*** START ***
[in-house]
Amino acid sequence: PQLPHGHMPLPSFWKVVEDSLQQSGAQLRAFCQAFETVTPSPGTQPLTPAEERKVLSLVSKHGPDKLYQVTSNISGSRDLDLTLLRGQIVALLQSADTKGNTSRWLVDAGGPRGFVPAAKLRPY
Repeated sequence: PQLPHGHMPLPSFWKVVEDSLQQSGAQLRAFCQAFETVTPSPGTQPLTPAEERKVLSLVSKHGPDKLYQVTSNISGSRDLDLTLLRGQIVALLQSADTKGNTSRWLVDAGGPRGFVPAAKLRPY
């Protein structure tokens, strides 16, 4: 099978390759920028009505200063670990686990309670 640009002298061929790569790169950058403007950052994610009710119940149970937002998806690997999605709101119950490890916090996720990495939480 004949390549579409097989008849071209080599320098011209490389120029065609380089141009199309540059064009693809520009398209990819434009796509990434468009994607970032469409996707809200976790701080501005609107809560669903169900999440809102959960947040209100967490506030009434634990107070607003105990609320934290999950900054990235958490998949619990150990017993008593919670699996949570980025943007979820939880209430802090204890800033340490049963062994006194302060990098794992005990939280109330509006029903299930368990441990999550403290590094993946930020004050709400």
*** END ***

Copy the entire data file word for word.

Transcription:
[in-house]
Amino acid sequence: PQLPHGHMPLPSFWKVVEDSLQQSGAQLRAFCQAFETVTPSPGTQPLTPAEERKVLSLVSKHGPDKLYQVTSNISGSRDLDLTLLRGQIVALLQSADTKGNTSRWLVDAGGPRGFVPAAKLRPY
Repeated sequence: PQLPHGHMPLPSFWKVVEDSLQQSGAQLRAFCQAFETVTPSPGTQPLTPAEERKVLSLVSKHGPDKLYQVTSNISGSRDLDLTLLRGQIVALLQSADTKGNTSRWLVDAGGPRGFVPAAKLRPY
């Protein structure tokens, strides 16, 4: 099978390759920028009505200063670990686990309670 640009002298061929790569790169950058403007950052994610009710119940149970937002998806690997999605709101119950490890916090996720990495939480 004949390549579409097989008849071209080599320098011209490389120029065609380089141009199309540059064009693809520009398209990819434009796509990434468009994607970032469409996707809200976790701080501005609107809560669903169900999440809102959960947040209100967490506030009434634990107070607003105990609320934290999950900054990235958490998949619990150990017993008593919670699996949570980025943007979820939880209430802090204890800033340490049963062994006194302060990098794992005990939280109330509006029903299930368990441990999550403290590094993946930020004050709400």